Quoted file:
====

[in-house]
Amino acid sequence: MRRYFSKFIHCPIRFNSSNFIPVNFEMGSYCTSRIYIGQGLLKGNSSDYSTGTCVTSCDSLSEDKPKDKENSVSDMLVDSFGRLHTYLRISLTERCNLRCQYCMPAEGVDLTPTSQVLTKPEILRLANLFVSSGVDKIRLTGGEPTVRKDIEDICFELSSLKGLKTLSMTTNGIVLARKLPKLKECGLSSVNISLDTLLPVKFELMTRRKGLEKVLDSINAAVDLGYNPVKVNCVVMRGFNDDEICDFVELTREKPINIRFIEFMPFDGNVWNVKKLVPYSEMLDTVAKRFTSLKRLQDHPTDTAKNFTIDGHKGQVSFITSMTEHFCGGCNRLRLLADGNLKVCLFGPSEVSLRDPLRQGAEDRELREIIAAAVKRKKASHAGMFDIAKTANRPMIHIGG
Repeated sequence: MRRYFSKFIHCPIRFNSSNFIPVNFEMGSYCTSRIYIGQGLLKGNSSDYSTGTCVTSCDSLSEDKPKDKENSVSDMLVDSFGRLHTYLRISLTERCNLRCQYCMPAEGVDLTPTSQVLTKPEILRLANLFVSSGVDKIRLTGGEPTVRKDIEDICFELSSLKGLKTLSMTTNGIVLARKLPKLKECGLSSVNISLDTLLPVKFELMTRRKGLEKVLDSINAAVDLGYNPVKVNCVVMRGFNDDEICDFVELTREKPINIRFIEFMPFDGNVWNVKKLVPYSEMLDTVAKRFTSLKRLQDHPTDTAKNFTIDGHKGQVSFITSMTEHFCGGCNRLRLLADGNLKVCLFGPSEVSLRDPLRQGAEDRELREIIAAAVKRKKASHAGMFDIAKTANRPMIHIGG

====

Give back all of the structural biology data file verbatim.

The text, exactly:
[in-house]
Amino acid sequence: MRRYFSKFIHCPIRFNSSNFIPVNFEMGSYCTSRIYIGQGLLKGNSSDYSTGTCVTSCDSLSEDKPKDKENSVSDMLVDSFGRLHTYLRISLTERCNLRCQYCMPAEGVDLTPTSQVLTKPEILRLANLFVSSGVDKIRLTGGEPTVRKDIEDICFELSSLKGLKTLSMTTNGIVLARKLPKLKECGLSSVNISLDTLLPVKFELMTRRKGLEKVLDSINAAVDLGYNPVKVNCVVMRGFNDDEICDFVELTREKPINIRFIEFMPFDGNVWNVKKLVPYSEMLDTVAKRFTSLKRLQDHPTDTAKNFTIDGHKGQVSFITSMTEHFCGGCNRLRLLADGNLKVCLFGPSEVSLRDPLRQGAEDRELREIIAAAVKRKKASHAGMFDIAKTANRPMIHIGG
Repeated sequence: MRRYFSKFIHCPIRFNSSNFIPVNFEMGSYCTSRIYIGQGLLKGNSSDYSTGTCVTSCDSLSEDKPKDKENSVSDMLVDSFGRLHTYLRISLTERCNLRCQYCMPAEGVDLTPTSQVLTKPEILRLANLFVSSGVDKIRLTGGEPTVRKDIEDICFELSSLKGLKTLSMTTNGIVLARKLPKLKECGLSSVNISLDTLLPVKFELMTRRKGLEKVLDSINAAVDLGYNPVKVNCVVMRGFNDDEICDFVELTREKPINIRFIEFMPFDGNVWNVKKLVPYSEMLDTVAKRFTSLKRLQDHPTDTAKNFTIDGHKGQVSFITSMTEHFCGGCNRLRLLADGNLKVCLFGPSEVSLRDPLRQGAEDRELREIIAAAVKRKKASHAGMFDIAKTANRPMIHIGG